I chortled. “No, that's the beauty. A hundred wan is a quarter. Just because I am a growing boy, and need as much sustenance as Ichabod over here,” gesturing at the lanky Addis, “doesn't mean I need five of them. Four is generally quite adequate, thank you veddy much.” As funny as it sounds, this was the precursor to today's popular snack, never having been seen or tasted by any of us in the hooch, prior to encountering it here.
The stoves I referred to were the four oil-burning space heaters that were placed evenly in the hundred-foot-long Quonset huts. They kept the place warm, if you kept them supplied with oil, and during the day, that was not an issue, because the hooch attendants took care of it. At night, it was a different story, and we had to feed them all oil, or it got awfully cold. They were convenient for heating up soup, ram-yan, coffee, or the very popular hot cocoa mixes, that you only had to add hot water to. Mama used to send Eric and me lots of these in our care packages.
“And I don't even know what that last thing was,” said Tim. “Someone help me out. Who was it too late for?”
I saw the light. “Chogi boy. That's what we call the Korean kid who'll bicycle anything you want from anywhere on post for cheap enough to keep him hustling. He thinks twenty wan for a tip is a fortune, and when a nickel floats your boat to that extent, you gotta like it. But it's also an on-post thing, so any Korean national had to be upso by ten, back in the ville. I think that ship sailed long ago,” glancing at my Timex.
“So the kid lives where the clubs and the business girls hang out, in the ville?” asked Carroll.
Orr responded, “No, the ville is anywhere off-post, at least here in Ascom. When we get to Yongsan, we'll be in the middle of a huge city, so it'll be different. I mean, there's still a ville; there's always gonna be a ville, if there's an army post.”
He had that right. I think another question Carroll could have asked, if he had known to, was how to gain admission into the Fellowship. Of course, at the time, we didn't know of its existence, or rather, we had yet to put it into words. The bond we formed, those of us in that inner circle, was unique. Siblings form bonds that are tight; I know because I have six brothers. However, the chain that those of us present, that night in the hooch forged, was as impervious to time, as that shared by my siblings and me. I know that for a fact. The support we supplied for each other, often came in unexpected and unplanned ways, but it was there, unconditionally, at any time.
My siblings and I used to have epic squabbles; we called them battles, but I now know they were squabbles. With so many players, there were many strange alliances, and common goals made for timely truces, to unite to accomplish a specific objective.
One Saturday morning, circa 1965, back in La Puente, Noel and I were going around in circles, to see which of us could antagonize the other more, thereby eventually drawing Mama into it. In the middle of the worst spat yet, the phone rang, and when Mama came back, she had a startling announcement.
“That was your Uncle Pat. He said he was taking Emily and the kids to go get dizzy at Disneyland, and there was room for two kids from our household if there were any who wanted to go. I told him there weren't any here, because I wouldn't dream of sending you two anywhere. You'd be a disgrace to my name.”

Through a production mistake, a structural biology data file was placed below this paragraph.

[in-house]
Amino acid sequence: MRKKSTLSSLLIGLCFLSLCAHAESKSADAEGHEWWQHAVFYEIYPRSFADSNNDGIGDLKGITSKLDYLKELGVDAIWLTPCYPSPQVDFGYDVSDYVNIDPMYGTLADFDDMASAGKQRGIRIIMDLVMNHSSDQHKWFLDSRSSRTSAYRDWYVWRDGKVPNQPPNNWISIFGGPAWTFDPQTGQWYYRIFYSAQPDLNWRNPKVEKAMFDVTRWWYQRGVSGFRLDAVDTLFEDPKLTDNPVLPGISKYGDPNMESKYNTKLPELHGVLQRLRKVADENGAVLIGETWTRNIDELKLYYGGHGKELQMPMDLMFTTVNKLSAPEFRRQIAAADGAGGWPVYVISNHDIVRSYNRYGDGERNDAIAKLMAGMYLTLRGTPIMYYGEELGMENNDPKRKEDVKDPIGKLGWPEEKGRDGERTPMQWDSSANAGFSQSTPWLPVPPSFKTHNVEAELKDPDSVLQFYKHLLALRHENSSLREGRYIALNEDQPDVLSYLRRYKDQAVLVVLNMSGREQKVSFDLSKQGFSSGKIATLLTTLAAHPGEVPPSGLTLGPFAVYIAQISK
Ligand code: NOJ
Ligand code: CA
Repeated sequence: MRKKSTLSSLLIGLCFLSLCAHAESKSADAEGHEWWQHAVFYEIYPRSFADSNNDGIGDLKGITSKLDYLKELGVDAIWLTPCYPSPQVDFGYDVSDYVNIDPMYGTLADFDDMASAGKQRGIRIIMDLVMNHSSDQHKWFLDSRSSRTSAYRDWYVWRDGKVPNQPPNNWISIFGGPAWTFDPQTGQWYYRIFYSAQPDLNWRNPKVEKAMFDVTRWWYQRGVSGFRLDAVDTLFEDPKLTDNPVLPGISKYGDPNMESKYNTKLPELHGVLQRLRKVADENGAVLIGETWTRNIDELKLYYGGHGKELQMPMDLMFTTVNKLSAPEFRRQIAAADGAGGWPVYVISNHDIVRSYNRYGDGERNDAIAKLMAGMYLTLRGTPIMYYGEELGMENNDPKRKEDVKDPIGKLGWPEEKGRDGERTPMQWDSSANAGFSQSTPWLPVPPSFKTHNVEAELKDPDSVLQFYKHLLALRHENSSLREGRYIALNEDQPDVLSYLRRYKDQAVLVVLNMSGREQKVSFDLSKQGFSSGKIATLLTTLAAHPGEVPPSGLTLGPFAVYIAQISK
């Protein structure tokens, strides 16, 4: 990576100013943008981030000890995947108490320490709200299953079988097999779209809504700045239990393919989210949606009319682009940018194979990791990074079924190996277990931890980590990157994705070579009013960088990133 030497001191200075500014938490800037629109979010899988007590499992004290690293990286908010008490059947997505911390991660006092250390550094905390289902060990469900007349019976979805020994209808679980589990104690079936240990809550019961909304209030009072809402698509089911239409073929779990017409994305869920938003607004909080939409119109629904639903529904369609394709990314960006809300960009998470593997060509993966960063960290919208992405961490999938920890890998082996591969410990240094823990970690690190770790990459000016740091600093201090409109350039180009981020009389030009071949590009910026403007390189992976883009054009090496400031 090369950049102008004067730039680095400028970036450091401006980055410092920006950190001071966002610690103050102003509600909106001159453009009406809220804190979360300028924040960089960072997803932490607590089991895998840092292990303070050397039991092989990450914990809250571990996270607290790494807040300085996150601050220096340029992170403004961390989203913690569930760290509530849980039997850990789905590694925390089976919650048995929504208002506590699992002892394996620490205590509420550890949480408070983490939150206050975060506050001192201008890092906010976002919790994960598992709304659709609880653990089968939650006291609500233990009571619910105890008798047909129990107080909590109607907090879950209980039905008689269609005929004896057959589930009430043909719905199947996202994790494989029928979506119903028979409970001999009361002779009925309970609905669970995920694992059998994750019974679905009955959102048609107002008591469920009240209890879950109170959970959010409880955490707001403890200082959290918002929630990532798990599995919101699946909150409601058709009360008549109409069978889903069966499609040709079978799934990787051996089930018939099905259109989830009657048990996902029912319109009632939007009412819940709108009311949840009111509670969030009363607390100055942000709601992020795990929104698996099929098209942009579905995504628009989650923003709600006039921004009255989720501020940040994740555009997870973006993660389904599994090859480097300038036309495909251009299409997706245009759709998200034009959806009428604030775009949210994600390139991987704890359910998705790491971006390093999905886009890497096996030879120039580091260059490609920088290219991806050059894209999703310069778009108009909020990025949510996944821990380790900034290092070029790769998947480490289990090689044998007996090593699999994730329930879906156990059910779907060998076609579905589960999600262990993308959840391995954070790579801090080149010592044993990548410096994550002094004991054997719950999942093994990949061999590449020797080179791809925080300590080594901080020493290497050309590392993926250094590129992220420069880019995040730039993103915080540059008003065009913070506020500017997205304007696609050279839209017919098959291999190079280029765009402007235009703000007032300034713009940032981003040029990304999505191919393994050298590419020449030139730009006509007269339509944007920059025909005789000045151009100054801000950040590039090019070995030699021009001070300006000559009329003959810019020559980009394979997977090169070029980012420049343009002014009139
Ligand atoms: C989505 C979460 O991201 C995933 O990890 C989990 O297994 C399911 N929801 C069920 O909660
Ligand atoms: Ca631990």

Our wails of dismay quickly brought that charade to a screeching halt. We knew she would NEVER have brought it up in the first place if it were just a dream. Noel and I locked eyes. He stuck out his hand. “Friend?”
I shook hands like a moe-foe, and we finished making the bed, cleaning the room, and we would have plowed the south forty for an opportunity to get dizzy at Disneyland.
In the hooch, we had all of that going, except that ninety-nine percent of the squabbles were of the totally manufactured variety, and never amounted to anything but attempts to ward off boredom. Using Korean dialogue was hugely popular for this purpose. If someone genuinely got angry at someone else, it was likely to be because of letting the stove go out on a frigid morning, when we were all hurting in our heads, and we had to go to work together. If a trip to the mess hall was also in store, that added to the intensity of the encounter. Or for a serious argument, maybe a close play at he plate, or more likely, a not-so-close play at the plate, that got called wrong.
We found, though. that no argument of this nature ever extended past a block of time in the office, where the pace was blindingly fast most days, with an occasional catatonic day or two tossed in for good measure. In the right season, a day such as that could inspire Sgt. Kuhn to spring us for an afternoon baseball game over at the field across from the cafeteria at Camp Coiner. That was very smart of old Kuhn, to get us playing ball together. Any coworkers, who could air it out on the diamond, had an exponentially better chance, of surviving the common variety office fray, than those who had not.
Of course, I see baseball as the panacea for most all conflict. Select fair teams, make sure everyone in the field has a mitt, and have at it. Oh, and supply neutral umpiring.
If the plan to lasso Tim hadn't worked, I wouldn't be writing these exact words. But Kuhn thought Tim was ideal, and so another member joined the Fellowship of the R.O.K. I have another photo of Carroll in ratty jeans and white tee, looking for all the world like he just cruised in from the beach. The only thing missing is his surfboard. It doesn't matter how close or far away San Bernardino was from Korea: everyone knows that if you live in California, you must surf. My guess would be that, in the ensuing years between then and now, if Carroll were going to have ridden any kind of board, it would have been a snow board and not a surf board, because he lives in the mountains, but it's all California good.